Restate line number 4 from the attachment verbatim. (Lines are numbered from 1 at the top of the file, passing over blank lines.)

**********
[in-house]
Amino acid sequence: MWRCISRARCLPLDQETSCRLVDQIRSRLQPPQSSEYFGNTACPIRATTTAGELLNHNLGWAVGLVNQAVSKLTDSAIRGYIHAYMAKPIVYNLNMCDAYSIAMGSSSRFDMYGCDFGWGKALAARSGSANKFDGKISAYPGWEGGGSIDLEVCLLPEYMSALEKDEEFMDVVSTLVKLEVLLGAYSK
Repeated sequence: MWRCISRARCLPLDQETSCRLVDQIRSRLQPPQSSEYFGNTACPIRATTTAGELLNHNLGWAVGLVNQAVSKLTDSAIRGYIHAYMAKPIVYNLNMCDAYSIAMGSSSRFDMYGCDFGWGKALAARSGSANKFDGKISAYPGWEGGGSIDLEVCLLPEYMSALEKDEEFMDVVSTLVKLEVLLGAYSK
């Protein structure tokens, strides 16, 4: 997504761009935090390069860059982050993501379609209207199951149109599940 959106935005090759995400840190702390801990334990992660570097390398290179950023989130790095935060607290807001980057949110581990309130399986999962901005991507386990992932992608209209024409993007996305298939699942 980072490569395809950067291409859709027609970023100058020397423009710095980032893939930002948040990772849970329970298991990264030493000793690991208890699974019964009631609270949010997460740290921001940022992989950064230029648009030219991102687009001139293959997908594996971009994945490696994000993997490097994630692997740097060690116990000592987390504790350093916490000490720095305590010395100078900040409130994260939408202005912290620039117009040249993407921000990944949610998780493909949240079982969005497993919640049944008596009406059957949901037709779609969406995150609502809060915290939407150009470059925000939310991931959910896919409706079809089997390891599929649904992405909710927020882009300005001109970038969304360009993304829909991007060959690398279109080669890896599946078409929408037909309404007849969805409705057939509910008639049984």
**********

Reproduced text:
């Protein structure tokens, strides 16, 4: 997504761009935090390069860059982050993501379609209207199951149109599940 959106935005090759995400840190702390801990334990992660570097390398290179950023989130790095935060607290807001980057949110581990309130399986999962901005991507386990992932992608209209024409993007996305298939699942 980072490569395809950067291409859709027609970023100058020397423009710095980032893939930002948040990772849970329970298991990264030493000793690991208890699974019964009631609270949010997460740290921001940022992989950064230029648009030219991102687009001139293959997908594996971009994945490696994000993997490097994630692997740097060690116990000592987390504790350093916490000490720095305590010395100078900040409130994260939408202005912290620039117009040249993407921000990944949610998780493909949240079982969005497993919640049944008596009406059957949901037709779609969406995150609502809060915290939407150009470059925000939310991931959910896919409706079809089997390891599929649904992405909710927020882009300005001109970038969304360009993304829909991007060959690398279109080669890896599946078409929408037909309404007849969805409705057939509910008639049984």